Habitat Quotes

Quotes tagged as "habitat" (showing 1-11 of 11)
Andy Weir
“Problem is (follow me closely here, the science is pretty complicated), if I cut a hole in the Hab, the air won't stay inside anymore.”
Andy Weir, The Martian

Rebecca Solnit
“David had been photographing endangered species in the Hawaiian rainforest and elsewhere for years, and his collections of photographs and Suzie's tarot cards seemed somehow related. Because species disappear when their habitat does, he photographed them against the nowhere of a black backdrop (which sometimes meant propping up a black velvet cloth in the most unlikely places and discouraging climates), and so each creature, each plant, stood as though for a formal portrait alone against the darkness. The photographs looked like cards too, card from the deck of the world in which each creature describes a history, a way of being in the world, a set of possibilities, a deck from which cards are being thrown away, one after another. Plants and animals are a language, even in our reduced, domesticated English, where children grow like weeds or come out smelling like roses, the market is made up of bulls and bears, politics of hawks and doves. Like cards, flora and fauna could be read again and again, not only alone but in combination, in the endlessly shifting combinations of a nature that tells its own stories and colors ours, a nature we are losing without even knowing the extent of that loss.”
Rebecca Solnit, A Field Guide to Getting Lost

“A climate's changes are tough to quantify. Butterflies can help. Entomologists prefer "junk species--" the kind of butterflies too common for most collections-- to keep up with what's going on in the insect's world. They're easy to find and observe. When do something unusual, something's changed in the area.

Art Shapiro's team at UC Davis monitors ten local study sites, some since the 1970s. The ubiquitous species are the study's go-tos, helping distinguish between lasting changes (climate warming, habitat loss) and ones that will right themselves (one cold winter, droughts like last year's). Consistency is key; they collect details year after year, no empty data sets between.

A few species have disappeared from parts of the study area altogether, probably a lasting change. On the other hand, seemingly big news in 2012 might be just a year's aberration. Two butterflies came back to the city of Davis last year, the umber skipper after 30 years, the woodland skipper after 20-- both likely a result of a dry winter with near-perfect breeding conditions of sunny afternoons and cool nights.”
Johnson Rizzo National Geographic Feb. 2013

James A. McLaughlin
“He found it puzzling that so many rural people were hostile to, even terrified of, the place where they lived. It wasn't just that hard-working country folk had no time for the precious concerns of the effete urban environmentalists, what amazed Rice was how you could spend your whole life physically immersed in a particular ecological system and yet remain blinded to it by superstition, tradition, prejudice. Out west, it was ranchers' holy war on predators and their veneration of Indo-European domestic animals they husbanded on land too dry to support them. Here in the Appalachians, you saw rugged country men who refused to walk in the woods all summer because they were scared of snakes.”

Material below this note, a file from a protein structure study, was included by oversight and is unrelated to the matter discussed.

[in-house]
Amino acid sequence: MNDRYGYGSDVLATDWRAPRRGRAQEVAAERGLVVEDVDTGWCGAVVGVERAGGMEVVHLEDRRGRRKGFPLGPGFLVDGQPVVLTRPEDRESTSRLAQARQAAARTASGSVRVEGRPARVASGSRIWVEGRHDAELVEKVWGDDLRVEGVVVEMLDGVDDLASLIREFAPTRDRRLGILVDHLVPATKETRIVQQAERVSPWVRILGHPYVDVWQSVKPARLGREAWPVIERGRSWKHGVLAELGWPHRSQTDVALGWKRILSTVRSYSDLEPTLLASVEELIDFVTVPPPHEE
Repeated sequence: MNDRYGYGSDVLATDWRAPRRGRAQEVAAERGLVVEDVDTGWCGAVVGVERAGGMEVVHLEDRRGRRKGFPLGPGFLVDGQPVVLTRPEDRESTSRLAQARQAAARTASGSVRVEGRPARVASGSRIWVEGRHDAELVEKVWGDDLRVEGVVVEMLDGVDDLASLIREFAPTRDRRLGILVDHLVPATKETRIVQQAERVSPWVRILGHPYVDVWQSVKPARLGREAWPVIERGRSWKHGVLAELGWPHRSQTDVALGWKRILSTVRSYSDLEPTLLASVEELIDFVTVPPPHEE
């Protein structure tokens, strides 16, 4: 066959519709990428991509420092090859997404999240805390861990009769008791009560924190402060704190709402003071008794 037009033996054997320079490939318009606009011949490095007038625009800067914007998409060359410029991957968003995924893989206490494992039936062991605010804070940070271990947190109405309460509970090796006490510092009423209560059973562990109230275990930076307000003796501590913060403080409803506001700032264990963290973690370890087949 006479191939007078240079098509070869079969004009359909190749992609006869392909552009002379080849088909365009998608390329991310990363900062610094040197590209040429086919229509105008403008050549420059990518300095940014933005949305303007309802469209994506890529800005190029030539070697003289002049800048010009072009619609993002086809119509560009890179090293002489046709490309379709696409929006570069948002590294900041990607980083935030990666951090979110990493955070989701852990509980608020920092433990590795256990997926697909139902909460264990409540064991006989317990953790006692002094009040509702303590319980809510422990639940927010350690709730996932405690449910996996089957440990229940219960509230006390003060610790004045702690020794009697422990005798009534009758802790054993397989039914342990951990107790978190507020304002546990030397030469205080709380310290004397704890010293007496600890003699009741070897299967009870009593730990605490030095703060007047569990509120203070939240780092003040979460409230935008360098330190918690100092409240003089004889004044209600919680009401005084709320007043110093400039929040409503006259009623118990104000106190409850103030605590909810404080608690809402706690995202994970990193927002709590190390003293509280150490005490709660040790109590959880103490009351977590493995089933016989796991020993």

James A. McLaughlin, Bearskin

Kenya Wright
“Zulu, we do this quick and easy,” Ray said. “No ripping his chest apart, taking out his heart, and painting his blood across the pavement.”
“Come on. I did that once, and you still won’t leave it alone.” I shrugged my shoulders and leaned back in the van’s backseat.”
Kenya Wright, Caged View: A Collection of Urban Fantasy Short Stories

“I should like my house to be similar to that of the ocean wind, all quivering with gulls.”
Rene Cazelles, De terre et d'envolée

Lee Strobel
“If God so precisely and carefully and lovingly and amazingly constructed a mind-boggling habitat for His creatures, then it would be natural for Him to want them to explore it, to measure it, to investigate it, to appreciate it, to be inspired by it--and ultimately, and most importantly, to find Him through it.”
Lee Strobel, The Case for a Creator: A Journalist Investigates Scientific Evidence That Points Toward God

Maggie Stiefvater
“Neatness makes me feel like I have to be on my best behavior. Clutter is my natural habitat.”
Maggie Stiefvater, The Scorpio Races

“Steve Thomas Rooney embraces a simple concept of providing a hand up versus a hand out to families in need. We are deeply grateful to volunteers, donors and other supporters around the world who help us with this life-changing work”
Steve Thomas, This Old House Guide to American Houses

“As long as the wetland looks pretty and also attracts ducks from time to time, it is regarded as a complete success. An attractive appearance is fine and is of considerable concern in urban developments.

It is the pretense that such wetlands also create rich habitats which is objectionable, when urban development is the primary cause of loss of diversity in a wide range of ecosystems around cities including wetlands.

The one ecologically positive thing that most created wetlands do a reasonable job of is water treatment, because the limited range of plants likely to survive the semi-toxic soils and waters of newly created wetlands are invariably colonisers that will also use up a wide range of nutrients.”
Nick Romanowski, Wetland Habitats: A Practical Guide to Restoration and Management

Freequill
“We will spend billions making inhospitable distant planets habitable. And yet we spend trillions destroying the abundant ingredients for life on our home planet.”
Freequill